Hominy

Leah Huizar

Consider menudo—word like mundo which suggests a world,or, in this bowl, many spinning bodies. Intestines floatover heaps of hominy anchored in chile broth and citrussqueeze. We eat. Sundays in San Diego taqueriasthe patter and heave of slurping on slippery organsrises in a sung homiletic. My father tells me of a placedeep in Mexico's belly where everyone looks like us—hard tufteyebrows like slabs of meat heavily cut, the kindmade soft over heat, over time. Oh, infinitely variableMexican supper of substitution: trade honeycombtripe for carnitas—the diminutive flesh, the affectionate -ita,as in cariñita, little loved one (if love were feminine), little brownbouquets cinched by a rub of fat. In California's Inland Empire,my aunt's stove hums a drum-pot of soup, an incantationolder than the New World, a pre-Columbian stock bubbling at lipslately made. In Mesoamerican myth, man was createdthree times. The mud of earth made man mute and motionless;wood turned him forgetful and soulless. Only the pliantdough of two types of cornmeal could shape the knots and joints,the new formed limbs of this human flesh.

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Leah Huizar is a Mexican-American writer and poet. Originally from Southern California, her writing and research centers on the cultural and historic landscape of the West Coast and the ways in which gender, religion, and colonization have shaped it. Her work has been published in the Crab Orchard Review, Nimrod International Journal, Acentos Review and elsewhere. Her debut collection of poems, Inland Empire, was published by Noemi Press in 2019. She holds an MFA from Penn State and is an assistant professor of English at Drake University in Des Moines, Iowa.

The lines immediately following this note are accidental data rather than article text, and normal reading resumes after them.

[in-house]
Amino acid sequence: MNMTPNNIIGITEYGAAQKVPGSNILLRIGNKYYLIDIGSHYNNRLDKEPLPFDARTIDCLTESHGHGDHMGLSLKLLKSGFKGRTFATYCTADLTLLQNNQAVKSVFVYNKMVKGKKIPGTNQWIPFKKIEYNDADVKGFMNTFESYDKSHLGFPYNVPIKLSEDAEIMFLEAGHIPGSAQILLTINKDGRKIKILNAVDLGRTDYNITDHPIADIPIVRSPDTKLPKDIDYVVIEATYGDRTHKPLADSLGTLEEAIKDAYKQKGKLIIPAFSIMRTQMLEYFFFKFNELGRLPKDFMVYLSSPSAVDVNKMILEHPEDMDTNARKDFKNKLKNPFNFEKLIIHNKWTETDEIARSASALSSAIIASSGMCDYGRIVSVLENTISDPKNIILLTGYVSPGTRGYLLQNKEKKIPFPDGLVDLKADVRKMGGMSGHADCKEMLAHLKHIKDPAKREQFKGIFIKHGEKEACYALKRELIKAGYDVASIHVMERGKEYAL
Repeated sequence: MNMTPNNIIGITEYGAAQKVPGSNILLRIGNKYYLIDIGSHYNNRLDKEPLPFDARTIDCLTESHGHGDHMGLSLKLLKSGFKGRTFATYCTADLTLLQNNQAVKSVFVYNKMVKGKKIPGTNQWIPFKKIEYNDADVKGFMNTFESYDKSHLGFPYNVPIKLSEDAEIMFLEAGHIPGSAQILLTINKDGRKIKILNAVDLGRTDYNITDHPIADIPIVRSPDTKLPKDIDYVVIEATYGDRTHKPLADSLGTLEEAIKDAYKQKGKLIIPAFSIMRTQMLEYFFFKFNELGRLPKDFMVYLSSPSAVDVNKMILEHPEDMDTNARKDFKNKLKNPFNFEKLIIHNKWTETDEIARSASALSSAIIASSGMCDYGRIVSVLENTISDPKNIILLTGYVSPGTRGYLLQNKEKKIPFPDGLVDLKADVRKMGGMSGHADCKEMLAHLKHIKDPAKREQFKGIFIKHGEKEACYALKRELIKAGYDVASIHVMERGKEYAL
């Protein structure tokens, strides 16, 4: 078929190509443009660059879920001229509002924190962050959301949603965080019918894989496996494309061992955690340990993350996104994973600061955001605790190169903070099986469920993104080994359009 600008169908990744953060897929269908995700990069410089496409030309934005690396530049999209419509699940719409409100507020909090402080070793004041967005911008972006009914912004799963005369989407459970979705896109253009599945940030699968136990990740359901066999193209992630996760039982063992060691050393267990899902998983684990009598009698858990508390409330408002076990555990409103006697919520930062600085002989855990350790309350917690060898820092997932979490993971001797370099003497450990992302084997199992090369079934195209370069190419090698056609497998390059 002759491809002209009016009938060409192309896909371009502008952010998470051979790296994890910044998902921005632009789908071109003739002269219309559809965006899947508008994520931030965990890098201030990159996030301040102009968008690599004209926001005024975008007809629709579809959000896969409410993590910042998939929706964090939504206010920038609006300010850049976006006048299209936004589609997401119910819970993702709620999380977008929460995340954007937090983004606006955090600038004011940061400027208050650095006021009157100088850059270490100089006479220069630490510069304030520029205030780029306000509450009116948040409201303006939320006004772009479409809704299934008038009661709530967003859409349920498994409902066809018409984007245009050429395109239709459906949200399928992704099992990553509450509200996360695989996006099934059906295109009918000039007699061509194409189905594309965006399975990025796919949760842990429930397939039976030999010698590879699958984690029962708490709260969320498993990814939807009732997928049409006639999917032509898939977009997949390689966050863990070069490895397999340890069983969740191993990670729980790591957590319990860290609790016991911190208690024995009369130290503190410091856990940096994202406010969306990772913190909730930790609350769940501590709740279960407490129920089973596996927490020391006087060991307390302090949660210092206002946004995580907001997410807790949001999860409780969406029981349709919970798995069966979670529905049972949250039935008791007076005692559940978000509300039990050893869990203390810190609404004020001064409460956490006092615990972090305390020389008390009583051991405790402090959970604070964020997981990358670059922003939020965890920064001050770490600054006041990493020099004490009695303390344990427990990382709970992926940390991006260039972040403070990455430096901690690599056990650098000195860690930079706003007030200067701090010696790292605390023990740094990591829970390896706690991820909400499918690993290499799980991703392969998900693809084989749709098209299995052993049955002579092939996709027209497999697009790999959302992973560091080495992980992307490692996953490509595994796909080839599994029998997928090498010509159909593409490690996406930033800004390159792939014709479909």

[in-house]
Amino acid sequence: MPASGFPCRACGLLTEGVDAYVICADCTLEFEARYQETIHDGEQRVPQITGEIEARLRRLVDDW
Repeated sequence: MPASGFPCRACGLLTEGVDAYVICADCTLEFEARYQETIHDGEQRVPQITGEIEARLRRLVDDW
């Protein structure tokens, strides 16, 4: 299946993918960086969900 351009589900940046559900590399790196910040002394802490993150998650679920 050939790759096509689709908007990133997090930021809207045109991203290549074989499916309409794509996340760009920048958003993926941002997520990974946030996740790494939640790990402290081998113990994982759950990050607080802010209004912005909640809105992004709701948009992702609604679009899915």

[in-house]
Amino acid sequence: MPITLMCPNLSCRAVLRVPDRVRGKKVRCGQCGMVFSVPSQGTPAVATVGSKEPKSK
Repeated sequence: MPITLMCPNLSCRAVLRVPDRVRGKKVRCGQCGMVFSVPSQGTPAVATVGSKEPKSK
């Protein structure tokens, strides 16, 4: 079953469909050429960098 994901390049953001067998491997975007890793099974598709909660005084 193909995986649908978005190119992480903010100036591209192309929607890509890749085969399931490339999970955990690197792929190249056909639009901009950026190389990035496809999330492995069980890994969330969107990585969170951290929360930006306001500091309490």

She can be found online at www.leahhuizar.com

"We have been waiting for a historic retelling like this—that shows us what has been built and what exists underneath, as if we are gently running our hands down a striation and seeing how each layer came to be. We have been waiting to understand the myth of our mothers, our grandmothers, and ourselves as we carry an intangible force onward, carefully, as if the womb is a book with unexpected and florid clarifications. In Leah Huizar’s debut collection, stereotype falls away as we become immersed in the world of complex magnetism, where menudo is the origin of identity and a grandmother passes on a mythic power to 'speak without saying, to release without giving in.' It is a great relief to see history told like this, released from the packed earth as 'brown Madonna, belly swollen with hybrid.'"
—Analicia Sotelo

"Leah Huizar creates an inland empire of the human heart as well as a geographic and historic one, in this groundbreaking collection. A grandmother spirit-guide, 'rich beyond/ landowning dreams,' passes on her gift for telling of 'the plots erased.' Mesoamerican myth, incantations 'older than the New World,' and 'centuries of Mexican memory' undergird these original, smart poems. Huizar’s unforgettable characters and ghosts conjure a California forever enlarged by her vision."
—Robin Becker

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